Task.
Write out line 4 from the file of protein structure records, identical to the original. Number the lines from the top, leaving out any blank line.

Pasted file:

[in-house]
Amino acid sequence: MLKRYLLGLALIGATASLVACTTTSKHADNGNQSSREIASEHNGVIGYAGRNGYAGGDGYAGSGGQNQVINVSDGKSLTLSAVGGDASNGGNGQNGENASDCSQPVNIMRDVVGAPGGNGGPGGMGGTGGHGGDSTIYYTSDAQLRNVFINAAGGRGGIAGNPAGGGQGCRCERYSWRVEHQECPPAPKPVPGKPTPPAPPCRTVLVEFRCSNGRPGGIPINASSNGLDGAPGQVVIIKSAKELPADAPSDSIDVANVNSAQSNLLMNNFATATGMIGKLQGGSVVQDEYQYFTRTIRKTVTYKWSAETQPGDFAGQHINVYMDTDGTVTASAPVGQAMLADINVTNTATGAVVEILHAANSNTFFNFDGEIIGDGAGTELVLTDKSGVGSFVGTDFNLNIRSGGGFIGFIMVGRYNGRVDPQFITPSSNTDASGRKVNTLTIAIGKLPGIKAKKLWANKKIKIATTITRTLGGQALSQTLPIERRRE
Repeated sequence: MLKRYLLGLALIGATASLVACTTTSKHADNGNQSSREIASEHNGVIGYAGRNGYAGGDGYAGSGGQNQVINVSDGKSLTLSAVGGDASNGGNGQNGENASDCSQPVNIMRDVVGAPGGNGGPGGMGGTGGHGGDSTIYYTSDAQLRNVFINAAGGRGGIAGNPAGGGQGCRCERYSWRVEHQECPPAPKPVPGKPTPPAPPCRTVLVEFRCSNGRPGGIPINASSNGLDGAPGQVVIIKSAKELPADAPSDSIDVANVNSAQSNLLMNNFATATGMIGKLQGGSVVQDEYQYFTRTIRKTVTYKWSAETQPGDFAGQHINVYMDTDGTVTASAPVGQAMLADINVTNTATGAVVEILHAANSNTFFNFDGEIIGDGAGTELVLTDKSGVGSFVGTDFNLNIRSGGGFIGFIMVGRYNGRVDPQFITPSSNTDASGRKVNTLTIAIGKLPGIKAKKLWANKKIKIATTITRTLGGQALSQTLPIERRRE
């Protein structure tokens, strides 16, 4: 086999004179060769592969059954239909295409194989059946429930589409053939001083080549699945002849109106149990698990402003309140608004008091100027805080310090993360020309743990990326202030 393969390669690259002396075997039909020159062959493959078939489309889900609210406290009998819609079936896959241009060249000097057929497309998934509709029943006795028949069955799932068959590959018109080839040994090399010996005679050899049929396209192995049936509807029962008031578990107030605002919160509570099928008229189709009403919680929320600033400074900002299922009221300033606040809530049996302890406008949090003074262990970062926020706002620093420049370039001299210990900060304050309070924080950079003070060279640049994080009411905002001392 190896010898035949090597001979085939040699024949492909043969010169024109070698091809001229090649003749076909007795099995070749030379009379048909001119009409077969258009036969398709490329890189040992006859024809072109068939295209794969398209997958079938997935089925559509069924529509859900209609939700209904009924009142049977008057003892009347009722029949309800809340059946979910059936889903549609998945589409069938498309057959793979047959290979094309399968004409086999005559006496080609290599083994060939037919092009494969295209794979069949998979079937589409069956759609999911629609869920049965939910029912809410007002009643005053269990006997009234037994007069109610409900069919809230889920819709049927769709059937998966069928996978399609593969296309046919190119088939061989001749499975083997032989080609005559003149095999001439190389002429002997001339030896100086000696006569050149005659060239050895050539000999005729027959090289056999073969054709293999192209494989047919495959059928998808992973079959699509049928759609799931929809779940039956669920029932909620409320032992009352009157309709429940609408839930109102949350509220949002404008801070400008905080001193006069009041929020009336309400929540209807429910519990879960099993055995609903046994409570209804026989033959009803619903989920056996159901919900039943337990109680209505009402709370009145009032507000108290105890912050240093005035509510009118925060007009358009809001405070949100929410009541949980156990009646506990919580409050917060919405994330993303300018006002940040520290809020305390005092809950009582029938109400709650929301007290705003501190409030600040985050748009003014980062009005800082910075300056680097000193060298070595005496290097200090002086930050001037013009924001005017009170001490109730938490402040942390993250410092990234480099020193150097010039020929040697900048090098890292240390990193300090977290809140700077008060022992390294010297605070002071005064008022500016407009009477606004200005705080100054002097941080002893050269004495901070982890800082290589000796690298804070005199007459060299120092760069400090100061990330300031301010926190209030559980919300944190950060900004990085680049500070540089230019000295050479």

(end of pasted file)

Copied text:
């Protein structure tokens, strides 16, 4: 086999004179060769592969059954239909295409194989059946429930589409053939001083080549699945002849109106149990698990402003309140608004008091100027805080310090993360020309743990990326202030 393969390669690259002396075997039909020159062959493959078939489309889900609210406290009998819609079936896959241009060249000097057929497309998934509709029943006795028949069955799932068959590959018109080839040994090399010996005679050899049929396209192995049936509807029962008031578990107030605002919160509570099928008229189709009403919680929320600033400074900002299922009221300033606040809530049996302890406008949090003074262990970062926020706002620093420049370039001299210990900060304050309070924080950079003070060279640049994080009411905002001392 190896010898035949090597001979085939040699024949492909043969010169024109070698091809001229090649003749076909007795099995070749030379009379048909001119009409077969258009036969398709490329890189040992006859024809072109068939295209794969398209997958079938997935089925559509069924529509859900209609939700209904009924009142049977008057003892009347009722029949309800809340059946979910059936889903549609998945589409069938498309057959793979047959290979094309399968004409086999005559006496080609290599083994060939037919092009494969295209794979069949998979079937589409069956759609999911629609869920049965939910029912809410007002009643005053269990006997009234037994007069109610409900069919809230889920819709049927769709059937998966069928996978399609593969296309046919190119088939061989001749499975083997032989080609005559003149095999001439190389002429002997001339030896100086000696006569050149005659060239050895050539000999005729027959090289056999073969054709293999192209494989047919495959059928998808992973079959699509049928759609799931929809779940039956669920029932909620409320032992009352009157309709429940609408839930109102949350509220949002404008801070400008905080001193006069009041929020009336309400929540209807429910519990879960099993055995609903046994409570209804026989033959009803619903989920056996159901919900039943337990109680209505009402709370009145009032507000108290105890912050240093005035509510009118925060007009358009809001405070949100929410009541949980156990009646506990919580409050917060919405994330993303300018006002940040520290809020305390005092809950009582029938109400709650929301007290705003501190409030600040985050748009003014980062009005800082910075300056680097000193060298070595005496290097200090002086930050001037013009924001005017009170001490109730938490402040942390993250410092990234480099020193150097010039020929040697900048090098890292240390990193300090977290809140700077008060022992390294010297605070002071005064008022500016407009009477606004200005705080100054002097941080002893050269004495901070982890800082290589000796690298804070005199007459060299120092760069400090100061990330300031301010926190209030559980919300944190950060900004990085680049500070540089230019000295050479």